com seems interested in enhancing its image on Wall Street. Washington may demand more ingenuity.
A stock split and share buyback announced late Wednesday shows the tech giant is working on the former. Amazon hasn’t split its stock since 1999, and before this year, hasn’t repurchased any shares since 2012.
The new $10 billion buyback plan replaces the $5 billion plan from 2016. That original plan went unused until Amazon began buying back stock in January. The company said in a filing Wednesday that it has repurchased about $2.1 billion worth of its own stock, which has plummeted over the past year.
Meanwhile, the 20-for-1 split will make Amazon’s stock more accessible to a growing number of retail investors and give the company’s own employees more flexibility, which currently has more than 1.6 million, manage their equity in the company. It could also make the stock, which has spent most of the past 12 months above the $3,000 range, a candidate for inclusion in the Dow Jones Industrial Average. If enacted now, the split would put Amazon’s stock price just below the current average of the weighted index.
Alphabet, Google’s parent company, announced a similar split in February, and the two, with a combined market value of $3.2 trillion, are the largest public companies based in the United States. not currently a member of the Blue Chip index.
Taken together, Amazon’s latest moves form “part of a string of increasingly shareholder-friendly actions,” according to Morgan Stanley’s Brian Nowak..
The company recently raised the price of its Prime service and began disclosing the financial details of its advertising business, which generates more than $31 billion in revenue a year.
John Blackledge, an analyst at Cowen,
notes that a buyback “could also signal that (Amazon) has entered a downward phase of its historic investment cycle,” potentially leading to improved earnings and cash flow. Shares of Amazon rose 5.4% on Thursday despite the market-wide sell-off.
Amazon has long shied away from methods that are typically appealing to Wall Street, as longtime founder and CEO Jeff Bezos often maintains that focusing on the customer and maximizing free cash flow will serve investors better in the long run. And he was as good as his word; Mr. Bezos even stayed away from Amazon’s quarterly earnings calls from 2009 until handing the CEO over to his successor Andy Jassy last July.
Mr. Jassy had a rough welcome. His appointment coincides with a dramatic drop in sales growth as Amazon began to boom at the start of the pandemic. Meanwhile, a flurry of new investments to enable services like one-day delivery have weighed on Amazon’s operating profit margins at a time when investors are squeezing out stocks. Riskier is considered to be lack of earnings leverage.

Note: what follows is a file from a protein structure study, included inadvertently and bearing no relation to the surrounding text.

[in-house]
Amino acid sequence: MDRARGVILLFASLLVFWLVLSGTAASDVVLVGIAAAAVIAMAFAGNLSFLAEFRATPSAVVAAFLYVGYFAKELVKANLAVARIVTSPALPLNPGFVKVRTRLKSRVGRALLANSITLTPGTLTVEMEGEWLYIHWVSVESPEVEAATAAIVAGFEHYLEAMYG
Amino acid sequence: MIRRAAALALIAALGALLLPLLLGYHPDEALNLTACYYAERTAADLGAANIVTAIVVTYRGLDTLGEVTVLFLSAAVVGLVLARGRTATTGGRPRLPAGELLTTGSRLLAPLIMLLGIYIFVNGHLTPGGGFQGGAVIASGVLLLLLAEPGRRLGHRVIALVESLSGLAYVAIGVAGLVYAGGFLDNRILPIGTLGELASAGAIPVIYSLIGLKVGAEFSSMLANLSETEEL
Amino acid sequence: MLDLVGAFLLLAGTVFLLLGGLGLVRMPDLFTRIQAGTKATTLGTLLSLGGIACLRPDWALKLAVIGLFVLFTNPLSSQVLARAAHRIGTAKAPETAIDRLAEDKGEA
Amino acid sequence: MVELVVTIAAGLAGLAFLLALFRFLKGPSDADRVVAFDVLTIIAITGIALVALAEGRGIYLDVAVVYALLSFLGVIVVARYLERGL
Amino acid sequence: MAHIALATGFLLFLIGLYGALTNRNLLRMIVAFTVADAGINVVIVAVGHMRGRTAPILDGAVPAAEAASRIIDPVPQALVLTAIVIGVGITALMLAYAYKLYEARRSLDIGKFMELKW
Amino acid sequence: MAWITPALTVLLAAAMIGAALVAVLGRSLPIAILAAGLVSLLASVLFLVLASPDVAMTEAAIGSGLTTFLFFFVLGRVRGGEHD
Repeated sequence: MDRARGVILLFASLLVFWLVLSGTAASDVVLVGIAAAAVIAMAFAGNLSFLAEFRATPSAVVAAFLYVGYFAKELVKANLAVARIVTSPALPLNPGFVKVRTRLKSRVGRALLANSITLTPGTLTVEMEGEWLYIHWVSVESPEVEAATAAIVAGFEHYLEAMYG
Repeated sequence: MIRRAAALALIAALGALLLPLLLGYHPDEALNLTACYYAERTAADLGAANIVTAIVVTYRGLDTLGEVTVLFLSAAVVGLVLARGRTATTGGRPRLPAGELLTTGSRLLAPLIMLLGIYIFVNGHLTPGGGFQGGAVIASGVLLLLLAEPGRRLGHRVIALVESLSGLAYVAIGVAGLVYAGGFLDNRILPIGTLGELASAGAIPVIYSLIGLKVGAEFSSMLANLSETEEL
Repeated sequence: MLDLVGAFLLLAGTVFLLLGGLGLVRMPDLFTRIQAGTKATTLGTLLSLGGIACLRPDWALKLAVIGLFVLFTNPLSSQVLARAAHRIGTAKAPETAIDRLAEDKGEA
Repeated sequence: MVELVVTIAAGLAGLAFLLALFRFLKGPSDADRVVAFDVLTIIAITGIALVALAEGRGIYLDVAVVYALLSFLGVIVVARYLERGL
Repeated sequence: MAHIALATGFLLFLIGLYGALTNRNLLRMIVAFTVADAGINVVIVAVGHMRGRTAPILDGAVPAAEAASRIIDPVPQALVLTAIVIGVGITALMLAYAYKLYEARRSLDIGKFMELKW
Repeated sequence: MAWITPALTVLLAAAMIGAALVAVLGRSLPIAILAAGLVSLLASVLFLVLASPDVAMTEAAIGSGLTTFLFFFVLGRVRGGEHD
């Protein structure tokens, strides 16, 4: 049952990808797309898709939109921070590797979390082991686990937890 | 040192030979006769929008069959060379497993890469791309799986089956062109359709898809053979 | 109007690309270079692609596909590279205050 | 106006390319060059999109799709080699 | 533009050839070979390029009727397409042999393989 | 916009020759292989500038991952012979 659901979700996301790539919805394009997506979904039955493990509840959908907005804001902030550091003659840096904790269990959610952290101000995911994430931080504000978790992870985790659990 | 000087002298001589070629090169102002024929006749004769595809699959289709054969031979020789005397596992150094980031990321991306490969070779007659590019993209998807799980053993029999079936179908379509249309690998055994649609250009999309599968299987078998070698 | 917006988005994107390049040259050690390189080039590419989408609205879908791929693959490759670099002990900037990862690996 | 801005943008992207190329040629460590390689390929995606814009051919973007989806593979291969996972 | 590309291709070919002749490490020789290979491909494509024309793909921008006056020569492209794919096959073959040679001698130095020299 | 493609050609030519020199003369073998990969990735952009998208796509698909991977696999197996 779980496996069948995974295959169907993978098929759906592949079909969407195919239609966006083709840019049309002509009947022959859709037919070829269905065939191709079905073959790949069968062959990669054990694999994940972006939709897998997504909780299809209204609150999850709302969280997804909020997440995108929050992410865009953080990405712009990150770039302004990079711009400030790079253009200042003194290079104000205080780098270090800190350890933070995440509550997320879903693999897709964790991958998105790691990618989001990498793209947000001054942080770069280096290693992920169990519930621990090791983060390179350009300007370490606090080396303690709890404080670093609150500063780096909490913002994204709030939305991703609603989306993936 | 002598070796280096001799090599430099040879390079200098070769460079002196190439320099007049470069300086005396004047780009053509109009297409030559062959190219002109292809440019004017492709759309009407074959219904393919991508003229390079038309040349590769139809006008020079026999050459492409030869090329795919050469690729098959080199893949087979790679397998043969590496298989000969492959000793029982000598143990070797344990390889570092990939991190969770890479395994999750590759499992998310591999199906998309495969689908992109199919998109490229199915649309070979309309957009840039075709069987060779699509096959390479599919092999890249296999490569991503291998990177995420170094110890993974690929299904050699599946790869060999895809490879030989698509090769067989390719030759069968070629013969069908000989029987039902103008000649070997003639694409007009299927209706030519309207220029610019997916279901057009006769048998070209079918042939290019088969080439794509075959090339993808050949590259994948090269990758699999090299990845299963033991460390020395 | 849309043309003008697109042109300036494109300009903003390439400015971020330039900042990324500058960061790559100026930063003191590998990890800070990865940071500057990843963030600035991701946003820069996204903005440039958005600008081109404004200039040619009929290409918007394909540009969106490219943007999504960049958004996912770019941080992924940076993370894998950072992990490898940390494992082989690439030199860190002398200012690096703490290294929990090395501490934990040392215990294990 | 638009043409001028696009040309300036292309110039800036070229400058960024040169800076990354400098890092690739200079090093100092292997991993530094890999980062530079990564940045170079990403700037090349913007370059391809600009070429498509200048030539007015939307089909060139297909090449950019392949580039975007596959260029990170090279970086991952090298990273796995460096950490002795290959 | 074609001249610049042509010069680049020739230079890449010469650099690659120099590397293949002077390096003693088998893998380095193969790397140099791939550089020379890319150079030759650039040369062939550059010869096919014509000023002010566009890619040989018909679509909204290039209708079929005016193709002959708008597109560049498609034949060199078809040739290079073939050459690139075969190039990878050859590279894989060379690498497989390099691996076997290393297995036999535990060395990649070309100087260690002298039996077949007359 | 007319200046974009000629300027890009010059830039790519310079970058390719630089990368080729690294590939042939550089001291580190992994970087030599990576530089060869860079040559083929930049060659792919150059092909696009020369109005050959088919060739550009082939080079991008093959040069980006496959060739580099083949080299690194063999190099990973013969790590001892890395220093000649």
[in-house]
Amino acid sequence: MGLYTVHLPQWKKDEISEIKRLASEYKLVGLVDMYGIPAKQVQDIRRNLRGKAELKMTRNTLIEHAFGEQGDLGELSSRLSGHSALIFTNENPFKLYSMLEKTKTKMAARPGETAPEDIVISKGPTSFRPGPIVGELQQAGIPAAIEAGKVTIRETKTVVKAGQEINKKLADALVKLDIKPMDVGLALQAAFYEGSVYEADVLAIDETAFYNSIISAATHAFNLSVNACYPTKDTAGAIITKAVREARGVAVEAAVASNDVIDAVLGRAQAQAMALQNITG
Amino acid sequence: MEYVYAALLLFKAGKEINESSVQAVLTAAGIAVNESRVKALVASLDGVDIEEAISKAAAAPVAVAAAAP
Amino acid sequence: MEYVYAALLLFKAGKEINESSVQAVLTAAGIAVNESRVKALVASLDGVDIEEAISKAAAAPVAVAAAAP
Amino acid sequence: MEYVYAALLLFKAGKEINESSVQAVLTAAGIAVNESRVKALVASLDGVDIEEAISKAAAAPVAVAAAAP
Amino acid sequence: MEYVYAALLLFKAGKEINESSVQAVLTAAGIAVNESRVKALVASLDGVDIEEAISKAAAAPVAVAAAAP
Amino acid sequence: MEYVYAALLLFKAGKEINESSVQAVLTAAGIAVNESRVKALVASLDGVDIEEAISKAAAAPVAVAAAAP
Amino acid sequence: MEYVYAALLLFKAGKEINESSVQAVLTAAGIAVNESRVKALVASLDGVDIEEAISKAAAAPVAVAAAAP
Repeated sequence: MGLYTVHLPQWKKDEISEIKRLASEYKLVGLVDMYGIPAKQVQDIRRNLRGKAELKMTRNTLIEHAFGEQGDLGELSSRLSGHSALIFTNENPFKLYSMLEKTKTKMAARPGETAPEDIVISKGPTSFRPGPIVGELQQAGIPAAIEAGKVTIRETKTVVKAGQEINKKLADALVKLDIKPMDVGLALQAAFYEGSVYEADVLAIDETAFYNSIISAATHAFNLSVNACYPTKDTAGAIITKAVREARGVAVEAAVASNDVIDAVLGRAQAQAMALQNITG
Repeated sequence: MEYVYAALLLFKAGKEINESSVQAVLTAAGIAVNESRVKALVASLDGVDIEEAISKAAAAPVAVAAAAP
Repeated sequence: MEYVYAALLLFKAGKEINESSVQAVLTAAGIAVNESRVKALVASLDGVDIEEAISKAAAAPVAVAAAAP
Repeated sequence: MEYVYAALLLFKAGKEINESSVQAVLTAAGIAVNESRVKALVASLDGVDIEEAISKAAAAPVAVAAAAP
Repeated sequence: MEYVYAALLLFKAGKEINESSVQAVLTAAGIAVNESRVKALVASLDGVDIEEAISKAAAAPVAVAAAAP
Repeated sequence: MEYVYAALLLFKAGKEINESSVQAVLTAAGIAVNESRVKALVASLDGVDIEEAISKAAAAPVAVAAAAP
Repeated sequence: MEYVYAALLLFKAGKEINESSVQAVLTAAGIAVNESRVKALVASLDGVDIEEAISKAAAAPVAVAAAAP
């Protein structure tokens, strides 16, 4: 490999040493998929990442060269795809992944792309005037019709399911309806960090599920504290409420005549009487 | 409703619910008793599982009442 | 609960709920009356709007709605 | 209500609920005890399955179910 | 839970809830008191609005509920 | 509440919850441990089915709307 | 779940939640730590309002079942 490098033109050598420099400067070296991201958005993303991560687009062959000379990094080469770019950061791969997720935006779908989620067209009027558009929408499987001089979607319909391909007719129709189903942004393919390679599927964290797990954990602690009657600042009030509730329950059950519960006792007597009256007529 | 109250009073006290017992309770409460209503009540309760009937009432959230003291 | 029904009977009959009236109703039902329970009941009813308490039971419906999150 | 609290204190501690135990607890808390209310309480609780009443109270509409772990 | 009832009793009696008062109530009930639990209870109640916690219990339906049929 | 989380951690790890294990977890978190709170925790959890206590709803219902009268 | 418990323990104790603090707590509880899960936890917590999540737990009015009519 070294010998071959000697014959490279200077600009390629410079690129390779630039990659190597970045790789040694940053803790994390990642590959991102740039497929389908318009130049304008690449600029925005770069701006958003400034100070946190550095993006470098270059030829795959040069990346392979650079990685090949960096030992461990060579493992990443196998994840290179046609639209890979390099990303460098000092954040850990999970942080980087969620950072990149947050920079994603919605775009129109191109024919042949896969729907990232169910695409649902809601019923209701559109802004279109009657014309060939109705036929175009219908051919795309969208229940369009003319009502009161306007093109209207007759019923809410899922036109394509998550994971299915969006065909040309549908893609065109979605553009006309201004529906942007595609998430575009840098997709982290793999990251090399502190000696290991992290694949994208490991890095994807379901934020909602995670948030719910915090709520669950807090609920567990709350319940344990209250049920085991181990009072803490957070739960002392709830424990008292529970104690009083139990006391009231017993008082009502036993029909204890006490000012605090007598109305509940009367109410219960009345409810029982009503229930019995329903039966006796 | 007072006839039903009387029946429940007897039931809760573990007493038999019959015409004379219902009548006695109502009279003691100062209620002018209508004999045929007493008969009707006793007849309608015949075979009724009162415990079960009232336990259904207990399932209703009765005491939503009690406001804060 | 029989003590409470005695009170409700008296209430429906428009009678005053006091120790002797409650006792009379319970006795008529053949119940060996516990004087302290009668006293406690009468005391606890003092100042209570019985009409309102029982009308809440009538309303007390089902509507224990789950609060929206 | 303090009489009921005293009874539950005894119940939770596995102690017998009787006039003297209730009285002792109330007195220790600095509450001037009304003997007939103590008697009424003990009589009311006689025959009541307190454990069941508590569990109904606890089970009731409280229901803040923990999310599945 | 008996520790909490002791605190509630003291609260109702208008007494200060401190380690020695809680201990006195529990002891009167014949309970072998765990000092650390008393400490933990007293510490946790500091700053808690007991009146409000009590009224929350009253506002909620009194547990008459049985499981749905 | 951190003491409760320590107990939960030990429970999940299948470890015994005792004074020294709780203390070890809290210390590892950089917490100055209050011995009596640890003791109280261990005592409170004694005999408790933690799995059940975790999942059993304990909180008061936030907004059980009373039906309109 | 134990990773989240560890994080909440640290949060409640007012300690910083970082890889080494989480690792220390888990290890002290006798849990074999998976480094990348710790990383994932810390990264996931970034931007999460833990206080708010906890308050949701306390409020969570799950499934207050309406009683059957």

Even with Thursday’s rally, Amazon’s stock price is down 13% from when the CEO transition was announced last February. Big tech companies like Microsoft and Apple have gained an average of 18% during that time, while the S&P 500 has gained 11%.
A more shareholder-friendly Amazon could help turn that sentiment around, especially as the company enters a phase of slower growth, better suited to a business that is about to pass $500 billion in annual sales. . But Mr. Jassy also needs to figure out how to channel that sentiment to Washington, which took a particularly dim view of Amazon later this year. The Wall Street Journal reported on Wednesday that the House Judiciary Committee sent a letter to the Justice Department seeking an investigation into Amazon for potential obstruction of Congress, a move that The move was not taken against other tech giants that are being investigated by lawmakers for alleged anticompetitive behavior.
Amazon, which denies the claim, is aiming to finalize its MGM purchase with Washington soon and perhaps wants the option of making more deals as cloud rivals Microsoft and Google pursue deals of their own. . Achieving that might take something that even $13 billion can’t buy — seduction.
Write letter for Dan Gallagher at firstname.lastname@example.org
Edit & Amplify
Amazon’s new $10 billion stock buyback plan replaces the $5 billion plan approved in 2016. An earlier version of this article incorrectly stated that the new plan adds supplement the older plan. (Fixed on March 11)
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https://www.wsj.com/articles/amazons-charm-offensive-needs-to-expand-11646998380?mod=rss_markets_main Amazon’s charm offensive needs to be expanded